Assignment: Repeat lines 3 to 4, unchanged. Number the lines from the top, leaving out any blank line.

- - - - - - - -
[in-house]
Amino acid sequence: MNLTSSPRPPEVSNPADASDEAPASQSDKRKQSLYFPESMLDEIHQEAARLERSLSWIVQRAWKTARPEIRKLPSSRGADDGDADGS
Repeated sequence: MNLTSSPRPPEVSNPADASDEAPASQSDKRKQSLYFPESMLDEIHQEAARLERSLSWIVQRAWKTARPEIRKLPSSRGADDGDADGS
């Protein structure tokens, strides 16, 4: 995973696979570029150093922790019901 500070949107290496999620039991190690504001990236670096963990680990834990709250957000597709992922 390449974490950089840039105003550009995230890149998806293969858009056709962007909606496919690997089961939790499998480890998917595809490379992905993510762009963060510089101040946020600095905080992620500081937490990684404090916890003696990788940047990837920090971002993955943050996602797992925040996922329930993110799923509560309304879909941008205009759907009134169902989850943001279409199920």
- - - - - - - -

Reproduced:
Repeated sequence: MNLTSSPRPPEVSNPADASDEAPASQSDKRKQSLYFPESMLDEIHQEAARLERSLSWIVQRAWKTARPEIRKLPSSRGADDGDADGS
């Protein structure tokens, strides 16, 4: 995973696979570029150093922790019901 500070949107290496999620039991190690504001990236670096963990680990834990709250957000597709992922 390449974490950089840039105003550009995230890149998806293969858009056709962007909606496919690997089961939790499998480890998917595809490379992905993510762009963060510089101040946020600095905080992620500081937490990684404090916890003696990788940047990837920090971002993955943050996602797992925040996922329930993110799923509560309304879909941008205009759907009134169902989850943001279409199920």